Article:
Friday, October 23, 2009

African animals--the domestic kind

When thinking of coming to Africa, I knew I needed to prepare myself to see wrenching, heartbreaking things. I knew I would see heart-wrenching things in people and in animals.

In study of human nature, I’ve learned that humans must deal with matters of survival before they can think about others or anything, really, outside of themselves. For example, if I’m trying to haul water and build fires so I can eat and drink, I can’t concern myself where an empty tin can ends up.

And my expectations have proved true: I’ve seen wrenching, wrenching things. And as native South Africans living in rural areas survive with basic survival, I’ve seen that they can’t really concern themselves with other things.

And these other things that native South Africans, living in rural areas, can’t concern themselves with (because they are too busy with trying to survive) are those things that do concern me, because I am an American who doesn’t have to struggle to survive. Two things in particular that concern me are the environment and the care of animals.

I’ll speak more to the environment later—and at length, I’m sure. And please know too, that my concern number one is for the people of South Africa. For now, I’d like to speak to the care of animals.

Let me qualify the following with the fact that when I was reading meters for LG&E, there were days I could come home and bawl for hours about the treatment of dogs I witnessed from the homes I visited on my job. The cruelty and neglect, in many cases, was beyond my comprehension. I could not then, or now, see how people can subject dependent creatures to such horrible living conditions, and feel especially tender around the suffering of animals “kept” by human beings.

Native South Africans, living in rural areas, depend upon domestic animals for their survival. Many, many native South African families have domestic animals in their care. These animals usually consist of cattle, chickens, donkeys/burros, goats, sheep, and pigs. Depending on the “wealth” of the family, they might have several kinds of domestic animals in their care.

Often in South Africa, groups of large domestic animals (cows, donkeys/burros) are allowed to roam about at will. What I have observed, and I find quite troubling, is that often times, especially for the donkeys/burros (who are famously stubborn), their front legs are chained together in a way that severely limits their mobility: one front leg is bound to the other with 3-4’ of chain or rope. I feel certain this limitation is imposed in order contain and/or retrieve the animal easier, but is heartbreaking to watch such a large animal crippled in such a way.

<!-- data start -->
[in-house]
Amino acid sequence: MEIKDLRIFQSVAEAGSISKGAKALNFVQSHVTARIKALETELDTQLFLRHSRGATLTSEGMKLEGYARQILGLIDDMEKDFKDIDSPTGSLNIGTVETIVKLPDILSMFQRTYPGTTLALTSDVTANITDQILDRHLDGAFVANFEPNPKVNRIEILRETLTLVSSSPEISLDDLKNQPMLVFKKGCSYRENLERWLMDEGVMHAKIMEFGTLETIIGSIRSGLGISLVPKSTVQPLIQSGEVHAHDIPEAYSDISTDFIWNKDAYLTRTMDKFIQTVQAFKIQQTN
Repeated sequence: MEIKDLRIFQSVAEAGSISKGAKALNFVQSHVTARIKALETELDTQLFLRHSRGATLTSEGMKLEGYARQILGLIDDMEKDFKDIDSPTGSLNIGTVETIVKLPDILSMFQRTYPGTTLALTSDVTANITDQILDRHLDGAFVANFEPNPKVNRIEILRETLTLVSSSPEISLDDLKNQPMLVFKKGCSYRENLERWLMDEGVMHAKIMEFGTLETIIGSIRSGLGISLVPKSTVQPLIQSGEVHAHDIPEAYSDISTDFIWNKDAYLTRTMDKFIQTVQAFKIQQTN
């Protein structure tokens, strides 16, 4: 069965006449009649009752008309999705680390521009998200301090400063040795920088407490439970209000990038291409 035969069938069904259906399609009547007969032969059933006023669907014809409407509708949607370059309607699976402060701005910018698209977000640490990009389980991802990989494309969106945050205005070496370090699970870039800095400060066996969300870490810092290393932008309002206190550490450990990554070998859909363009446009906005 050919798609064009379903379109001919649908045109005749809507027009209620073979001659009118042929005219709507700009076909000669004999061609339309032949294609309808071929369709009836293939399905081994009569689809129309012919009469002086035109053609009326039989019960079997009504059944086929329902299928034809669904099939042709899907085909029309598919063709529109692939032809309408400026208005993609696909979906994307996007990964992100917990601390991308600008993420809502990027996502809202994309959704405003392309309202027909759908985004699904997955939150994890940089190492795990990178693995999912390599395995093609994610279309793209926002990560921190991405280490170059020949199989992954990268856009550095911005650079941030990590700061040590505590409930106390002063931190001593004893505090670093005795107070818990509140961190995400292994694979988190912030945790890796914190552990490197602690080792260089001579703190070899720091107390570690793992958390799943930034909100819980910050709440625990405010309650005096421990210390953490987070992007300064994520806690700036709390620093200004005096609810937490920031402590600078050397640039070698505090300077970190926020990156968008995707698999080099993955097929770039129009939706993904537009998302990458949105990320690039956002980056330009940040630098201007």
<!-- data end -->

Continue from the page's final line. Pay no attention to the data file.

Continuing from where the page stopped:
It’s also alarming to see large animals, especially cattle, lying dead on the side of the road having obviously been hit by a car.

These free-roaming, (well, free in that they can go wherever they’d like) animals are herded back home with the smack of a stick or the prod of a rock thrown into their hides. Because these animals don’t fare well at the hands of their handlers, most domestic animals here are afraid of people and will not allow my approach. (Which is a good thing, because if I were allowed to approach a suffering animal, I’d likely attach myself to it in a way that I’d try to care for it and worry about it. And I’ve been warned about becoming attached to animals in Africa.)

In the States, I would sometimes see a dog chained in such a way that he could barely move; so limited would the animal be that I wondered how it could sit, let alone lie down, get water, or poo. It’s heartbreaking to look into the eyes of a creature “living” in this way. I know of a cow that is restrained here in Africa in that way.